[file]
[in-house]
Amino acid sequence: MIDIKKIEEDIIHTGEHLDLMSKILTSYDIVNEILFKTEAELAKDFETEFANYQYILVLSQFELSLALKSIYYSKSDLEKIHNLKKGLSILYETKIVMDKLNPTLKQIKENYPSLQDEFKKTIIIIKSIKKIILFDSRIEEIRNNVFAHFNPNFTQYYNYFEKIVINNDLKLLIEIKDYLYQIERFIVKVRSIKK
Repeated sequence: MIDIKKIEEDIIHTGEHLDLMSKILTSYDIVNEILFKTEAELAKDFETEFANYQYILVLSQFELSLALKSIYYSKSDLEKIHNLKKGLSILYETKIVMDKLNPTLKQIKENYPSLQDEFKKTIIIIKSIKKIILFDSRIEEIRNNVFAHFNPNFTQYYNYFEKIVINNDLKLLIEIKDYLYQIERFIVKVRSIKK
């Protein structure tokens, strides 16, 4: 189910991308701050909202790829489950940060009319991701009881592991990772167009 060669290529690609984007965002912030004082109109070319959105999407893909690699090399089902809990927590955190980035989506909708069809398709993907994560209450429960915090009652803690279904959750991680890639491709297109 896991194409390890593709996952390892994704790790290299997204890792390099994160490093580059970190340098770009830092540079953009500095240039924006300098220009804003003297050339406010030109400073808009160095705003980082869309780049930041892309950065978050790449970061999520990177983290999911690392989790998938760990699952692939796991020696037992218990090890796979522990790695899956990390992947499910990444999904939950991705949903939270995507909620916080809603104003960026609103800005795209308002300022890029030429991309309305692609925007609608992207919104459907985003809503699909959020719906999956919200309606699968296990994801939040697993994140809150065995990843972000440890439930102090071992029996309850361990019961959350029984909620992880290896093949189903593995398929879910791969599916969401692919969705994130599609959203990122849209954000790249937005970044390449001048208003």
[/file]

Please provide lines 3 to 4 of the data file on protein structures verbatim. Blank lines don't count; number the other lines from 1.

Repeated sequence: MIDIKKIEEDIIHTGEHLDLMSKILTSYDIVNEILFKTEAELAKDFETEFANYQYILVLSQFELSLALKSIYYSKSDLEKIHNLKKGLSILYETKIVMDKLNPTLKQIKENYPSLQDEFKKTIIIIKSIKKIILFDSRIEEIRNNVFAHFNPNFTQYYNYFEKIVINNDLKLLIEIKDYLYQIERFIVKVRSIKK
């Protein structure tokens, strides 16, 4: 189910991308701050909202790829489950940060009319991701009881592991990772167009 060669290529690609984007965002912030004082109109070319959105999407893909690699090399089902809990927590955190980035989506909708069809398709993907994560209450429960915090009652803690279904959750991680890639491709297109 896991194409390890593709996952390892994704790790290299997204890792390099994160490093580059970190340098770009830092540079953009500095240039924006300098220009804003003297050339406010030109400073808009160095705003980082869309780049930041892309950065978050790449970061999520990177983290999911690392989790998938760990699952692939796991020696037992218990090890796979522990790695899956990390992947499910990444999904939950991705949903939270995507909620916080809603104003960026609103800005795209308002300022890029030429991309309305692609925007609608992207919104459907985003809503699909959020719906999956919200309606699968296990994801939040697993994140809150065995990843972000440890439930102090071992029996309850361990019961959350029984909620992880290896093949189903593995398929879910791969599916969401692919969705994130599609959203990122849209954000790249937005970044390449001048208003």